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5 Ways to Save on Out of Pocket Health Care Costs

It’s no secret that health care costs have been on the rise and show no signs of slowing down. Even when you have insurance, the out-of-pocket costs associated with an illness, injury or hospital stay can create financial hardship for individuals and families alike. Fortunately, there are some things you can do to lower out-of-pocket health care costs to a manageable level.

Be Ready for Your Deductible — If your insurance plan includes a Health Savings Account (HSA), be sure to keep enough in the account to cover the cost of your deductible. In some cases, deductibles can run $3,000 or more. That’s a lot of money to have to cover unexpectedly. Having that money saved in an HSA provides peace of mind. Plus, it’s not taxed and your HSA balance accrues interest, so you’re winning on several fronts. If you don’t have an HSA, make it your goal to have enough emergency savings to cover deductible costs.          

Avoid Duplicate Care — If you’re seeing specialists along with a primary care physician, you may run into instances where they are recommending the same tests or treatments. If you find that happening, speak up and let the provider know. For example, results of blood tests, X-rays, and MRIs can be shared between offices, which will save you the expense of having them done repeatedly.

Request Generic Prescriptions — There is huge savings potential here. You know all those commercials and pop-up ads you see for prescription drugs? Those marketing costs are built into the costs of the prescription. Going generic whenever possible can save you hundreds, or even thousands, of dollars a year depending on your prescription needs. Whether it’s an antibiotic you need once or a medication to manage a chronic condition, always ask the pharmacist if there’s a generic option available.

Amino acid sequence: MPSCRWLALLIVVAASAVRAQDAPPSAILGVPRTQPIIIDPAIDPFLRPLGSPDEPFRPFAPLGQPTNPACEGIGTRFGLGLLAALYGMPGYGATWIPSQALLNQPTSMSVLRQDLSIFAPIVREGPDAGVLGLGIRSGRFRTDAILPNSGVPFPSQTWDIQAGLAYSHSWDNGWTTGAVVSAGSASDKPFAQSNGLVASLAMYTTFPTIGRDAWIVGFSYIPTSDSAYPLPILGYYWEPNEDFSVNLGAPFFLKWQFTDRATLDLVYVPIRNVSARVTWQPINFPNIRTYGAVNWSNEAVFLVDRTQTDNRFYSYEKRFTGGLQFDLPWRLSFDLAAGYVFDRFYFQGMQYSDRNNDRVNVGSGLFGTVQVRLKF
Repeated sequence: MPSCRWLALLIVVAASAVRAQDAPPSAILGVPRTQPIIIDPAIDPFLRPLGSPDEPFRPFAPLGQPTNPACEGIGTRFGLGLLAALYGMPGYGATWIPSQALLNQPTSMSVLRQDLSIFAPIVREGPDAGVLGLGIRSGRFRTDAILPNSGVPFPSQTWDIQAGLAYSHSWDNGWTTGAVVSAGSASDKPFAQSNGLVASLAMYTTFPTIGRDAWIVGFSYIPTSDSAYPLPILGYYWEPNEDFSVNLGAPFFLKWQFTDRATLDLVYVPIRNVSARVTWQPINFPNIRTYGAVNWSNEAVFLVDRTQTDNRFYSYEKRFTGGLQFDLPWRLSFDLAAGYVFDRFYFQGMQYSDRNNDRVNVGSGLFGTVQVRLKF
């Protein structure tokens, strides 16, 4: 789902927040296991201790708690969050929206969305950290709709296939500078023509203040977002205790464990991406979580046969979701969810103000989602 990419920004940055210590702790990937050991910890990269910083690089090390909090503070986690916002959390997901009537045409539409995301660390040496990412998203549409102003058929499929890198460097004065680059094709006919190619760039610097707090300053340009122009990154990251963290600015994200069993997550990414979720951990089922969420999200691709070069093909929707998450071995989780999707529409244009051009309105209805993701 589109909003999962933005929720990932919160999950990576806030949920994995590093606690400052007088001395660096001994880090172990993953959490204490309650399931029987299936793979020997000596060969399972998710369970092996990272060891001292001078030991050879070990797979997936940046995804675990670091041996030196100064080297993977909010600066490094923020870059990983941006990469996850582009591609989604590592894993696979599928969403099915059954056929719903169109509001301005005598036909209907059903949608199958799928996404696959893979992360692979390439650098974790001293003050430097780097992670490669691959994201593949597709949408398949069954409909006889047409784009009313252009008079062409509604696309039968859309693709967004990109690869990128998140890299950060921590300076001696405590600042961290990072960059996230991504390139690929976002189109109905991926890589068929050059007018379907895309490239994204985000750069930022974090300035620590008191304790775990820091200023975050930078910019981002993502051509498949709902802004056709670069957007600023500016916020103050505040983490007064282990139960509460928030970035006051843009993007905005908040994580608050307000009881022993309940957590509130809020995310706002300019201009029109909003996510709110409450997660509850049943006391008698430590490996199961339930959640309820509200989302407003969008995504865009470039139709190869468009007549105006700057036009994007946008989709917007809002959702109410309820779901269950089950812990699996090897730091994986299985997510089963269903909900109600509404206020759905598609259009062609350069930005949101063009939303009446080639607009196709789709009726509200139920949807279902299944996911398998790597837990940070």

Use Resources Wisely — It used to be you had two choices when you got sick or injured: make a doctor’s appointment or go to the emergency room. Now, there are a lot more options. In some cases, going to an urgent care facility is a more cost-effective option than heading straight to the ER. Many insurance plans also offer a 24-hour ‘ask a nurse’ hotline that allows you to speak directly to a registered nurse who will evaluate your symptoms and offer home-care advice or instruct you to seek further treatment. Of course, in cases of life-threatening emergencies, always call 911 and get to a hospital as quickly as possible.

Practice Preventive Care — Your health is in your hands. Doing your best to live a healthy lifestyle can help prevent or delay certain health conditions. Eating a diet rich in fruits and vegetables, staying well hydrated, getting moderate exercise and avoiding unhealthy lifestyle choices, such as smoking, can all contribute to your well-being and keep you out of the doctor’s office.